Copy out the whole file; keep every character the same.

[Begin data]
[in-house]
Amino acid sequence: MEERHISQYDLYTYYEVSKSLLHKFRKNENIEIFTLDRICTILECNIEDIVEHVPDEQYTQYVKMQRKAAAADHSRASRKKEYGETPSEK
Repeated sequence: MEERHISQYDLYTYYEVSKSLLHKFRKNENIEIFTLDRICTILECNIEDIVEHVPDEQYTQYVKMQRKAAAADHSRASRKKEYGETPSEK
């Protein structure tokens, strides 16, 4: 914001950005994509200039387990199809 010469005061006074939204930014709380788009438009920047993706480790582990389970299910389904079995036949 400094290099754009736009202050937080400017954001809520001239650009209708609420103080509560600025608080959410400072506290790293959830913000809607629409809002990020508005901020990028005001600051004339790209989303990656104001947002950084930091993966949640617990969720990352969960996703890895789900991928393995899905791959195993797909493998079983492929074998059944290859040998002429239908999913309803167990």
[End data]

[in-house]
Amino acid sequence: MEERHISQYDLYTYYEVSKSLLHKFRKNENIEIFTLDRICTILECNIEDIVEHVPDEQYTQYVKMQRKAAAADHSRASRKKEYGETPSEK
Repeated sequence: MEERHISQYDLYTYYEVSKSLLHKFRKNENIEIFTLDRICTILECNIEDIVEHVPDEQYTQYVKMQRKAAAADHSRASRKKEYGETPSEK
């Protein structure tokens, strides 16, 4: 914001950005994509200039387990199809 010469005061006074939204930014709380788009438009920047993706480790582990389970299910389904079995036949 400094290099754009736009202050937080400017954001809520001239650009209708609420103080509560600025608080959410400072506290790293959830913000809607629409809002990020508005901020990028005001600051004339790209989303990656104001947002950084930091993966949640617990969720990352969960996703890895789900991928393995899905791959195993797909493998079983492929074998059944290859040998002429239908999913309803167990």